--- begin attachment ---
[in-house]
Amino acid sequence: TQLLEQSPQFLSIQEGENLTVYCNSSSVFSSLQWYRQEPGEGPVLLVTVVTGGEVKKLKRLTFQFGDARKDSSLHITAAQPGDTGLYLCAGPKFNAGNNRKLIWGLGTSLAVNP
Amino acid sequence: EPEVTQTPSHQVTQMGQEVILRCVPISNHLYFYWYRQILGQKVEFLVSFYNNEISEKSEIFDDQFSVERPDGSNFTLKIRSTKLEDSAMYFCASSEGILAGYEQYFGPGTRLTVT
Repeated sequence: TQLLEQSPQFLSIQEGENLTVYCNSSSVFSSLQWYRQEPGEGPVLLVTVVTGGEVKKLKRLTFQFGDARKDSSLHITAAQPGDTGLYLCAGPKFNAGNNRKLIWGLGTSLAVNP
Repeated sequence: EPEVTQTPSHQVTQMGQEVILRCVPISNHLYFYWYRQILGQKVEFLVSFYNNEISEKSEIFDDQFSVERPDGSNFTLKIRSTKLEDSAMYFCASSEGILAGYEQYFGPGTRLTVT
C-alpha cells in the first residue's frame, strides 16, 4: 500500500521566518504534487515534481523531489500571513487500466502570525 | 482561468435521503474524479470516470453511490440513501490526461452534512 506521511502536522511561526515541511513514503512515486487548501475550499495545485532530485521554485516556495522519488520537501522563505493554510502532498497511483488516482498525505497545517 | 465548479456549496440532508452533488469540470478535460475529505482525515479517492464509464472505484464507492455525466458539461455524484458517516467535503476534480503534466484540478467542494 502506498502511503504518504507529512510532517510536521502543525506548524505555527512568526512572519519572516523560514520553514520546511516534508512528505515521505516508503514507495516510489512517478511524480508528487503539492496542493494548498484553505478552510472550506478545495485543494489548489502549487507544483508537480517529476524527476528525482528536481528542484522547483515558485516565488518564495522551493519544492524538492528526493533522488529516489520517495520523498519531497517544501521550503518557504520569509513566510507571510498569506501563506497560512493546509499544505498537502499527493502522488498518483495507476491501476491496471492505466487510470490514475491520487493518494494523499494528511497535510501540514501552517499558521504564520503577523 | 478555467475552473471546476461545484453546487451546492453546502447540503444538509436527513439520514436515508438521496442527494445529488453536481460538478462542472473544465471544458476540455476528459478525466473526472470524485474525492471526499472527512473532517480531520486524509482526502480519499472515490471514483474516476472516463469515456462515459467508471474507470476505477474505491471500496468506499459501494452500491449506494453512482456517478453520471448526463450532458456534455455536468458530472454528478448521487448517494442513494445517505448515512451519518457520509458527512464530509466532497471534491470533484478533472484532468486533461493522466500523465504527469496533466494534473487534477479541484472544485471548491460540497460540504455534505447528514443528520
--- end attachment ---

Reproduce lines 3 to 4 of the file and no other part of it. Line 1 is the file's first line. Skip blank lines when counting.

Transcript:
Amino acid sequence: EPEVTQTPSHQVTQMGQEVILRCVPISNHLYFYWYRQILGQKVEFLVSFYNNEISEKSEIFDDQFSVERPDGSNFTLKIRSTKLEDSAMYFCASSEGILAGYEQYFGPGTRLTVT
Repeated sequence: TQLLEQSPQFLSIQEGENLTVYCNSSSVFSSLQWYRQEPGEGPVLLVTVVTGGEVKKLKRLTFQFGDARKDSSLHITAAQPGDTGLYLCAGPKFNAGNNRKLIWGLGTSLAVNP